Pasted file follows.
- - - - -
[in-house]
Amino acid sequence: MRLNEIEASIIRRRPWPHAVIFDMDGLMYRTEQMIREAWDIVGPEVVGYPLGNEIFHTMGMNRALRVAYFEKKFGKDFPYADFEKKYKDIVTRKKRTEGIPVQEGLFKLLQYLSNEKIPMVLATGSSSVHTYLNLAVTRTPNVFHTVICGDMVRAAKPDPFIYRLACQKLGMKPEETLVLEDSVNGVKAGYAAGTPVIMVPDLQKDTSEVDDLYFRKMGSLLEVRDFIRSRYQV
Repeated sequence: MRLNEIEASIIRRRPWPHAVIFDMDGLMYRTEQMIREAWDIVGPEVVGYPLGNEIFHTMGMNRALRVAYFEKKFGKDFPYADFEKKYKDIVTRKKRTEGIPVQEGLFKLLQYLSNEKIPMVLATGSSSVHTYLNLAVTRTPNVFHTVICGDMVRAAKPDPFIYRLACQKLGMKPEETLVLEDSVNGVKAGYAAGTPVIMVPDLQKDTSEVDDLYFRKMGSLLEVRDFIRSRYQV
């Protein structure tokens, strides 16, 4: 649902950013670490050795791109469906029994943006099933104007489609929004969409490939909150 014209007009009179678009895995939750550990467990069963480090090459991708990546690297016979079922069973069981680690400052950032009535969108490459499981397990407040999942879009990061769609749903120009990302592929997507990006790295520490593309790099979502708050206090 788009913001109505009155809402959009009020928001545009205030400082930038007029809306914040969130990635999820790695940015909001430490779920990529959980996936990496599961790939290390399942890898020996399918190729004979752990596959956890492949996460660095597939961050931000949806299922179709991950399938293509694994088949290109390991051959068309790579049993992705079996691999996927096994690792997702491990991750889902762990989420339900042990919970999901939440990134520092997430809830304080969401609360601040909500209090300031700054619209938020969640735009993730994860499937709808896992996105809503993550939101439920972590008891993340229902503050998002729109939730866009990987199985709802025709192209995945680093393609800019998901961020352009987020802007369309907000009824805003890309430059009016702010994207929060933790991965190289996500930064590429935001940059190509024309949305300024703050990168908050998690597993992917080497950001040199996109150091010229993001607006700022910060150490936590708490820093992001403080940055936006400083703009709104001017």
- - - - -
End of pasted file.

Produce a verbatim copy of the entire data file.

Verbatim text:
[in-house]
Amino acid sequence: MRLNEIEASIIRRRPWPHAVIFDMDGLMYRTEQMIREAWDIVGPEVVGYPLGNEIFHTMGMNRALRVAYFEKKFGKDFPYADFEKKYKDIVTRKKRTEGIPVQEGLFKLLQYLSNEKIPMVLATGSSSVHTYLNLAVTRTPNVFHTVICGDMVRAAKPDPFIYRLACQKLGMKPEETLVLEDSVNGVKAGYAAGTPVIMVPDLQKDTSEVDDLYFRKMGSLLEVRDFIRSRYQV
Repeated sequence: MRLNEIEASIIRRRPWPHAVIFDMDGLMYRTEQMIREAWDIVGPEVVGYPLGNEIFHTMGMNRALRVAYFEKKFGKDFPYADFEKKYKDIVTRKKRTEGIPVQEGLFKLLQYLSNEKIPMVLATGSSSVHTYLNLAVTRTPNVFHTVICGDMVRAAKPDPFIYRLACQKLGMKPEETLVLEDSVNGVKAGYAAGTPVIMVPDLQKDTSEVDDLYFRKMGSLLEVRDFIRSRYQV
């Protein structure tokens, strides 16, 4: 649902950013670490050795791109469906029994943006099933104007489609929004969409490939909150 014209007009009179678009895995939750550990467990069963480090090459991708990546690297016979079922069973069981680690400052950032009535969108490459499981397990407040999942879009990061769609749903120009990302592929997507990006790295520490593309790099979502708050206090 788009913001109505009155809402959009009020928001545009205030400082930038007029809306914040969130990635999820790695940015909001430490779920990529959980996936990496599961790939290390399942890898020996399918190729004979752990596959956890492949996460660095597939961050931000949806299922179709991950399938293509694994088949290109390991051959068309790579049993992705079996691999996927096994690792997702491990991750889902762990989420339900042990919970999901939440990134520092997430809830304080969401609360601040909500209090300031700054619209938020969640735009993730994860499937709808896992996105809503993550939101439920972590008891993340229902503050998002729109939730866009990987199985709802025709192209995945680093393609800019998901961020352009987020802007369309907000009824805003890309430059009016702010994207929060933790991965190289996500930064590429935001940059190509024309949305300024703050990168908050998690597993992917080497950001040199996109150091010229993001607006700022910060150490936590708490820093992001403080940055936006400083703009709104001017």